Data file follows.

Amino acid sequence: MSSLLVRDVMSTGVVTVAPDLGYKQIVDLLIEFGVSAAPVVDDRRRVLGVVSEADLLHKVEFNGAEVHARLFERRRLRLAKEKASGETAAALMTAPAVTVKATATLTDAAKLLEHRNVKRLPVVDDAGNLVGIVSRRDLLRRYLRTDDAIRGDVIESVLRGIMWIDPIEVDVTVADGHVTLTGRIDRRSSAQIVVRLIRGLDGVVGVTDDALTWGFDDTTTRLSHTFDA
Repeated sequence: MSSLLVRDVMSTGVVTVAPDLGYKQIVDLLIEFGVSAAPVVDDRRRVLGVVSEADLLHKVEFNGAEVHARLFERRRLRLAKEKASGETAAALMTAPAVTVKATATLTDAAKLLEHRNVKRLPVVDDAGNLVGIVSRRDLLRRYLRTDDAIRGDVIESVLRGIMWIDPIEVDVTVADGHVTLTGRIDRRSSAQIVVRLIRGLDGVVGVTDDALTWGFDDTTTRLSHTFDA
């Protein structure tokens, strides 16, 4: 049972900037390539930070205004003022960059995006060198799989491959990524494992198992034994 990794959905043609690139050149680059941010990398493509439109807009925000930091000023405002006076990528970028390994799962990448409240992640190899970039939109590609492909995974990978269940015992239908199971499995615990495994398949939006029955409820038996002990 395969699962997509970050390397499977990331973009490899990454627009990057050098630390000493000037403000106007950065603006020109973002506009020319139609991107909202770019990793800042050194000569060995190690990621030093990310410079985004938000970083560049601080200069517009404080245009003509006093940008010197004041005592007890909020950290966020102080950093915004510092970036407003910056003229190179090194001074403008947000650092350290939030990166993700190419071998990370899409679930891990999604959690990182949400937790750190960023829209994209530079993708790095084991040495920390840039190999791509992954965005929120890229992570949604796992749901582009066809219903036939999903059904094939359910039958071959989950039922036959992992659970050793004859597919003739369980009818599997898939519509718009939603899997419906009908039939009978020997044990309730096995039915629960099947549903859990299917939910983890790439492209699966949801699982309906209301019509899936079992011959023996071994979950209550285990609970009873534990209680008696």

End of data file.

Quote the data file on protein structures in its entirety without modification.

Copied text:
Amino acid sequence: MSSLLVRDVMSTGVVTVAPDLGYKQIVDLLIEFGVSAAPVVDDRRRVLGVVSEADLLHKVEFNGAEVHARLFERRRLRLAKEKASGETAAALMTAPAVTVKATATLTDAAKLLEHRNVKRLPVVDDAGNLVGIVSRRDLLRRYLRTDDAIRGDVIESVLRGIMWIDPIEVDVTVADGHVTLTGRIDRRSSAQIVVRLIRGLDGVVGVTDDALTWGFDDTTTRLSHTFDA
Repeated sequence: MSSLLVRDVMSTGVVTVAPDLGYKQIVDLLIEFGVSAAPVVDDRRRVLGVVSEADLLHKVEFNGAEVHARLFERRRLRLAKEKASGETAAALMTAPAVTVKATATLTDAAKLLEHRNVKRLPVVDDAGNLVGIVSRRDLLRRYLRTDDAIRGDVIESVLRGIMWIDPIEVDVTVADGHVTLTGRIDRRSSAQIVVRLIRGLDGVVGVTDDALTWGFDDTTTRLSHTFDA
């Protein structure tokens, strides 16, 4: 049972900037390539930070205004003022960059995006060198799989491959990524494992198992034994 990794959905043609690139050149680059941010990398493509439109807009925000930091000023405002006076990528970028390994799962990448409240992640190899970039939109590609492909995974990978269940015992239908199971499995615990495994398949939006029955409820038996002990 395969699962997509970050390397499977990331973009490899990454627009990057050098630390000493000037403000106007950065603006020109973002506009020319139609991107909202770019990793800042050194000569060995190690990621030093990310410079985004938000970083560049601080200069517009404080245009003509006093940008010197004041005592007890909020950290966020102080950093915004510092970036407003910056003229190179090194001074403008947000650092350290939030990166993700190419071998990370899409679930891990999604959690990182949400937790750190960023829209994209530079993708790095084991040495920390840039190999791509992954965005929120890229992570949604796992749901582009066809219903036939999903059904094939359910039958071959989950039922036959992992659970050793004859597919003739369980009818599997898939519509718009939603899997419906009908039939009978020997044990309730096995039915629960099947549903859990299917939910983890790439492209699966949801699982309906209301019509899936079992011959023996071994979950209550285990609970009873534990209680008696």